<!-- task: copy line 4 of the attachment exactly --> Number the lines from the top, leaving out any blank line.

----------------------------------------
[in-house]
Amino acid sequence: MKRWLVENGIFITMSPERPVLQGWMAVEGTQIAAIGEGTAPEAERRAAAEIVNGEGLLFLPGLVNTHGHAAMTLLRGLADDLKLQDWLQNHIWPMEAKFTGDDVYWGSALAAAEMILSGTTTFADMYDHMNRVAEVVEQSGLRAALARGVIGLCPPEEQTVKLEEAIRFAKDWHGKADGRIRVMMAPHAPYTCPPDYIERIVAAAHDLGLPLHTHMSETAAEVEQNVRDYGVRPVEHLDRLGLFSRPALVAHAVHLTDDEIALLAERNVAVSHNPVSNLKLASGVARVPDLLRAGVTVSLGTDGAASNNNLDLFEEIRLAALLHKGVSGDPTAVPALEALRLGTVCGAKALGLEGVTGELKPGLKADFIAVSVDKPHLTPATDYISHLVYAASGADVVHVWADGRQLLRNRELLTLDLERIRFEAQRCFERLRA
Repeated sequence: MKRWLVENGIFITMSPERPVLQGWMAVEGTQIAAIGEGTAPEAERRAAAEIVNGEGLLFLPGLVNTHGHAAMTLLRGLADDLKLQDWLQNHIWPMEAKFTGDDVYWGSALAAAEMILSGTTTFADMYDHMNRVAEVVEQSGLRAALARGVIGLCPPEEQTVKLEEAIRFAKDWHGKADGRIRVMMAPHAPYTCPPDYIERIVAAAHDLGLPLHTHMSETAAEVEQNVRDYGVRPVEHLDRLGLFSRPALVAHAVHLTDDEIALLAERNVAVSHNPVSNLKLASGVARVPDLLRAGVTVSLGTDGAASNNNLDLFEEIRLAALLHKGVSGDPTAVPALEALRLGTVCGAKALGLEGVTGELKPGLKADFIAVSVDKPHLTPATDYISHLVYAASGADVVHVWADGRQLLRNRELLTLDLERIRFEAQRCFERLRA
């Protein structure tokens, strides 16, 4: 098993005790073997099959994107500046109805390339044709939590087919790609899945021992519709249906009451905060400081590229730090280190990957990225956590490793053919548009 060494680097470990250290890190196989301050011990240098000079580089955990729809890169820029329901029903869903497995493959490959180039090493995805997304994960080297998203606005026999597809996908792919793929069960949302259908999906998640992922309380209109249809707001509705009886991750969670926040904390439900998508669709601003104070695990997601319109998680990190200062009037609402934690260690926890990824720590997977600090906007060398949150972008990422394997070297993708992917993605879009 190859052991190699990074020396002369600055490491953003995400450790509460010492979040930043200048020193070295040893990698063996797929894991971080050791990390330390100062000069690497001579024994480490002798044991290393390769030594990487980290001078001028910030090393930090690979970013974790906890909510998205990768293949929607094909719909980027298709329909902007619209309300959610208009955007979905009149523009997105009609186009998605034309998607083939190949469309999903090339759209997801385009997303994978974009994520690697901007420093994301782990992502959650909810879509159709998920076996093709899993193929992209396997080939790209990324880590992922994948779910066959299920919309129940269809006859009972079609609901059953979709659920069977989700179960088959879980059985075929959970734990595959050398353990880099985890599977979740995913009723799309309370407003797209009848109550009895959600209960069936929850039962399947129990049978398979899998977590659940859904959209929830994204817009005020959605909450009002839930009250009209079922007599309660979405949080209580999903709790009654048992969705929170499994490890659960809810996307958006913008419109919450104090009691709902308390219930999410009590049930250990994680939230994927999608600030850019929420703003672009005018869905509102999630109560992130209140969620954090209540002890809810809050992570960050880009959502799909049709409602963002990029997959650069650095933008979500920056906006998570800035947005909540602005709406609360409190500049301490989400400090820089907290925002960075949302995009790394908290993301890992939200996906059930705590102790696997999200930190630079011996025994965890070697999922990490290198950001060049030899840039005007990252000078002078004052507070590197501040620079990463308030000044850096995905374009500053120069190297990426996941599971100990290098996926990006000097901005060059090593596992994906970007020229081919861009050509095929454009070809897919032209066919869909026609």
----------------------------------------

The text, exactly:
């Protein structure tokens, strides 16, 4: 098993005790073997099959994107500046109805390339044709939590087919790609899945021992519709249906009451905060400081590229730090280190990957990225956590490793053919548009 060494680097470990250290890190196989301050011990240098000079580089955990729809890169820029329901029903869903497995493959490959180039090493995805997304994960080297998203606005026999597809996908792919793929069960949302259908999906998640992922309380209109249809707001509705009886991750969670926040904390439900998508669709601003104070695990997601319109998680990190200062009037609402934690260690926890990824720590997977600090906007060398949150972008990422394997070297993708992917993605879009 190859052991190699990074020396002369600055490491953003995400450790509460010492979040930043200048020193070295040893990698063996797929894991971080050791990390330390100062000069690497001579024994480490002798044991290393390769030594990487980290001078001028910030090393930090690979970013974790906890909510998205990768293949929607094909719909980027298709329909902007619209309300959610208009955007979905009149523009997105009609186009998605034309998607083939190949469309999903090339759209997801385009997303994978974009994520690697901007420093994301782990992502959650909810879509159709998920076996093709899993193929992209396997080939790209990324880590992922994948779910066959299920919309129940269809006859009972079609609901059953979709659920069977989700179960088959879980059985075929959970734990595959050398353990880099985890599977979740995913009723799309309370407003797209009848109550009895959600209960069936929850039962399947129990049978398979899998977590659940859904959209929830994204817009005020959605909450009002839930009250009209079922007599309660979405949080209580999903709790009654048992969705929170499994490890659960809810996307958006913008419109919450104090009691709902308390219930999410009590049930250990994680939230994927999608600030850019929420703003672009005018869905509102999630109560992130209140969620954090209540002890809810809050992570960050880009959502799909049709409602963002990029997959650069650095933008979500920056906006998570800035947005909540602005709406609360409190500049301490989400400090820089907290925002960075949302995009790394908290993301890992939200996906059930705590102790696997999200930190630079011996025994965890070697999922990490290198950001060049030899840039005007990252000078002078004052507070590197501040620079990463308030000044850096995905374009500053120069190297990426996941599971100990290098996926990006000097901005060059090593596992994906970007020229081919861009050509095929454009070809897919032209066919869909026609």